Peers Take Center Stage in New Strategy to Help More City High School Students Get to College
In Brooklyn, less than half of all graduating seniors enroll in college; fewer than 18 percent are truly ready for college-level courses.
As New York City vows to increase college preparation in public school curriculum through its Common Core initiative, complementary strategies for guiding students through the college search, application, and enrollment process become ever more important. For many students who lack consistent guidance and mentorship, and schools which are increasingly overburdened, a new practice holds promise: Youth Leadership for College Access.
“Walking the Same Hallways,” a white paper published today by Brooklyn Community Foundation and its Education & Youth Achievement Fund grantee, College Access: Research and Access (CARA), describes the emerging strategy of placing young people in leadership roles to help their peers prepare for college and move through the application process.
Youth Leaders, the paper’s authors Lori Chajet and Lisa Cowan report, not only develop skills critical to their own success in college—public speaking, organization, advocacy, and perseverance—they also make college more accessible to a wider circle of students, thereby improving the college-going culture of their schools, and the youth voice within their schools. Additionally, peers can be more responsive and accessible to each other’s needs, in part because youth speak one another’s language in ways most adult staff cannot. In the end, with appropriate training, support, and supervision, both groups come away with skills essential to post-secondary success.
Twenty-four New York City community-based organizations using some aspect of youth leadership in their college access programming participated in a survey for the white paper, which outlines and details their individual take on the strategy. From these, the white paper presents four key components to a successful, high quality College Access Youth Leadership Program:
- Clearly defined roles for Youth Leaders to play
- Appropriate training and supervision
- Opportunity for youth-to-youth connection
- Meaningful compensation for work
In determining next steps for promoting the growth of Youth Leadership in College Access programs, the authors call out the importance of providing training for schools and community-based organizations. The Brooklyn Community Foundation is funding CARA to lead a 2012 Youth Leadership Training Institute for Brooklyn CBOs.
“There is a huge motivation for us to get more of our young people into college,” says Brooklyn Community Foundation President Marilyn Gelber. “Education is the ultimate springboard for generational change in our poorest communities. While Brooklyn is now known as a creative and tech capital, and borough-wide we’re improving academically and economically, a significant percentage of our students are being left out and unsupported. We want to invest in homegrown talent and equip our next generation of leaders to take on our borough’s biggest ongoing challenges. We not only want to help them realize their dreams, but also realize the dream of a more equitable Brooklyn.”
“The Brooklyn Community Foundation has been, and continues to be, instrumental in promoting the development of the field of youth leadership for college access,” adds CARA Co-Director Lisa Cowan. “With their support, this promising practice has been documented and shared with a range of schools and organizations in Brooklyn and throughout New York City. We at CARA are thrilled to have an ally like the Community Foundation in our work to create productive post-secondary pathways for all of NYC youth.”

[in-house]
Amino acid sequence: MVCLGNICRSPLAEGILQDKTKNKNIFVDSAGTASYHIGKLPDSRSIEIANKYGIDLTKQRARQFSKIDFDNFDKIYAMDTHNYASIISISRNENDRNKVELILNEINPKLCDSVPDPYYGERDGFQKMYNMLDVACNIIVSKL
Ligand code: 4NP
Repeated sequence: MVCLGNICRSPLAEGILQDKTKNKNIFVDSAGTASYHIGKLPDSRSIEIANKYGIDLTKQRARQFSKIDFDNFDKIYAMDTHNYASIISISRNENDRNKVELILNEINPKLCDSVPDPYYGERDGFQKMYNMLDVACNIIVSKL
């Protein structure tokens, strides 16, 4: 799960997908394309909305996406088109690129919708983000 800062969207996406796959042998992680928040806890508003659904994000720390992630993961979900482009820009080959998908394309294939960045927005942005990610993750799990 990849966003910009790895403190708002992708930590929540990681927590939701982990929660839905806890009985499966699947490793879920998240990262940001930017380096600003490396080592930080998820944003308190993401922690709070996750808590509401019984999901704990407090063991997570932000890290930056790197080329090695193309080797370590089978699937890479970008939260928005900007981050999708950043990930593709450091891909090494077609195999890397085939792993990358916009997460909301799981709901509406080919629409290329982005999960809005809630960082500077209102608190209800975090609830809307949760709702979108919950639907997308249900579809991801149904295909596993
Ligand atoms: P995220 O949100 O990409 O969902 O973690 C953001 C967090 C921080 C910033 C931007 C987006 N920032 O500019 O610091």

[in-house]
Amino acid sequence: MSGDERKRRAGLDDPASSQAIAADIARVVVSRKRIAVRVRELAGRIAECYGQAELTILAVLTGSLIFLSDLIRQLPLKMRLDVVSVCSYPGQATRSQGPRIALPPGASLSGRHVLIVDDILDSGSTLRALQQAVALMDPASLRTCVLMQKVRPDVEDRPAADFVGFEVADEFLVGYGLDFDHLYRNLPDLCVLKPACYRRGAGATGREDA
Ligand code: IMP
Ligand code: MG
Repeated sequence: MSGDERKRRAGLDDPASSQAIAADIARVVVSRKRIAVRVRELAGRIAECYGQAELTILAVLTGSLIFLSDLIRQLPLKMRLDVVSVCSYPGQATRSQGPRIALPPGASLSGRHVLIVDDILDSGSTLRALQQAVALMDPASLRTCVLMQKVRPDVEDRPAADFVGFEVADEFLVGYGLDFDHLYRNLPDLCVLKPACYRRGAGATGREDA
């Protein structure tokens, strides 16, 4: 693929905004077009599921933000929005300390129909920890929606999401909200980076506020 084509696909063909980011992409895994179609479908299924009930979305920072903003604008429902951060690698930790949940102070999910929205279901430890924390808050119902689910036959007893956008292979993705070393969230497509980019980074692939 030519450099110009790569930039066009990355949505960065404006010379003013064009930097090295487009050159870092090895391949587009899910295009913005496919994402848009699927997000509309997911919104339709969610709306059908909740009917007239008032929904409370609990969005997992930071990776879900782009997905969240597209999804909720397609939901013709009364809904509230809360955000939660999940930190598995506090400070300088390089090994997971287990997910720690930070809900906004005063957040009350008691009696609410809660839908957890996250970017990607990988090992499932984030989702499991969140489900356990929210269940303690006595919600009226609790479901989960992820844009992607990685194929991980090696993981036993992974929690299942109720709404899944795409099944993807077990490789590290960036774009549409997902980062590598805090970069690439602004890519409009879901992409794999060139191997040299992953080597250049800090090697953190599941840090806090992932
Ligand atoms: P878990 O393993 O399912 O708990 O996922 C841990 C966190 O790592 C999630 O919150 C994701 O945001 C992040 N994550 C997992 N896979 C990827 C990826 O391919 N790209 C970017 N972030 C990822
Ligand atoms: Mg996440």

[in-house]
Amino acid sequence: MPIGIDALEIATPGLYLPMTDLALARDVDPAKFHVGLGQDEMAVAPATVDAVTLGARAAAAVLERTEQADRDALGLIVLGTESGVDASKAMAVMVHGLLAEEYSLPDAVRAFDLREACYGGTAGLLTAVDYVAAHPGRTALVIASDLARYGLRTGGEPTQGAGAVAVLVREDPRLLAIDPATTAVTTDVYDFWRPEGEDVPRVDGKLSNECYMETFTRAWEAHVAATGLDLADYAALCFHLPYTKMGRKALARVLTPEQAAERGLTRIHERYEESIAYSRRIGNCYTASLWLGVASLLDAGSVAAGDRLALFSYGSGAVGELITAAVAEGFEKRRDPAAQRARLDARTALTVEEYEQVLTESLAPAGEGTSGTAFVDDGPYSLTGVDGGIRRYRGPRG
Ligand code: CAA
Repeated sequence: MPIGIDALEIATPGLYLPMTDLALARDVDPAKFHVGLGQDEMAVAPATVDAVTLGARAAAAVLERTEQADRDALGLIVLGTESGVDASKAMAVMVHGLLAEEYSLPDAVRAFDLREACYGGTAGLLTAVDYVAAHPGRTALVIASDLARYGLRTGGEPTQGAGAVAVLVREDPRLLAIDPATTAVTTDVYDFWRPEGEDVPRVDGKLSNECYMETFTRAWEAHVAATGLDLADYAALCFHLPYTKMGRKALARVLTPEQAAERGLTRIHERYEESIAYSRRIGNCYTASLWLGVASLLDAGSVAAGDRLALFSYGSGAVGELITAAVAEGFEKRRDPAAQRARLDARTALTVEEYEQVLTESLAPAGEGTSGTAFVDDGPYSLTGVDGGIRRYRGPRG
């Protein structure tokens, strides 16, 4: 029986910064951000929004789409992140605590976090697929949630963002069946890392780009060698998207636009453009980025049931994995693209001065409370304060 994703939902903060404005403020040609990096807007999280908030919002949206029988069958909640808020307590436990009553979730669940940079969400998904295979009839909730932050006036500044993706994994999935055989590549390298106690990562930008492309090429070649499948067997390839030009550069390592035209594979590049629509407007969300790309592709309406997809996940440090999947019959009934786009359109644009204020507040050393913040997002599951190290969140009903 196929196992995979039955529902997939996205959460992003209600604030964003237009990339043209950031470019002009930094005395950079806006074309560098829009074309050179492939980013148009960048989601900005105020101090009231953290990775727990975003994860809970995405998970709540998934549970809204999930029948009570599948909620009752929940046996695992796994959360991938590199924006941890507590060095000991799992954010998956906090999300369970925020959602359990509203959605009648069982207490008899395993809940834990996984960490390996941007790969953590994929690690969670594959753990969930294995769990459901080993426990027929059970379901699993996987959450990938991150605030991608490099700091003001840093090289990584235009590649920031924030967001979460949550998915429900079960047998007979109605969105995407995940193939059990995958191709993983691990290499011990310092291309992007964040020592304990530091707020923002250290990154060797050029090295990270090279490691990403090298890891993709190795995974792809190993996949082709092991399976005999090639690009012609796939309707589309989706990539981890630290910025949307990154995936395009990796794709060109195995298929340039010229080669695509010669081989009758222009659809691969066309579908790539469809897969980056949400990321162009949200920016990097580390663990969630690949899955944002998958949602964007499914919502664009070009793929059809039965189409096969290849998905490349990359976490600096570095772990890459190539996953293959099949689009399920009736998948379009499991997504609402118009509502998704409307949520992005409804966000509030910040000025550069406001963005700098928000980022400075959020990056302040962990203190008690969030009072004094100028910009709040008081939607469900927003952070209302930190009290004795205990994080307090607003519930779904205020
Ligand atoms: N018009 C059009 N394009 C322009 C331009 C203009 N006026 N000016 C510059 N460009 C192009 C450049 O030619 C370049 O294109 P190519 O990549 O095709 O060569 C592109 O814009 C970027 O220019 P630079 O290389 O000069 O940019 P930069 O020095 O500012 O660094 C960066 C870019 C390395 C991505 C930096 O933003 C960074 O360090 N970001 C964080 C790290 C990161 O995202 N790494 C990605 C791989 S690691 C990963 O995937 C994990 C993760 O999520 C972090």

Read and download the White Paper, “Walking the Same Hallways: Youth Leadership in College Access” here.
About Brooklyn Community Foundation
Brooklyn Community Foundation's mission is to improve the lives of people in Brooklyn by strengthening communities through local giving, grantmaking and community service. The first and only one of its kind in Brooklyn, the Community Foundation was founded in 2009 to support the borough's most effective nonprofits in five Field of Interest Funds: Arts for All, Caring Neighbors, Community Development, Education and Youth Achievement, and Green Communities. To date, the Community Foundation has distributed more than $10 million to Brooklyn’s nonprofit community. Due to legacy support from Independence Community Bank, 100% of all tax deductible donations to the Brooklyn Community Foundation go directly back to the community. Learn more at: www.BrooklynCommunityFoundation.org; follow at www.Twitter.com/DoGoodBklyn; and like at www.Facebook.com/DoGoodBklyn.
About College Access: Research and Access (CARA)
College Access: Research and Action (CARA) was founded to support the college access work of schools, community-based organizations, and universities. Using educational reform and youth leadership strategies, CARA works with a variety of partners to create responsive and effective programs. By bringing together a range of people, institutions and perspectives, CARA leverages best practices, young peoples’ lived experiences, and existing resources to develop programs that help students from low-income backgrounds explore post-secondary options and navigate the multiple obstacles to college acceptance, matriculation and success.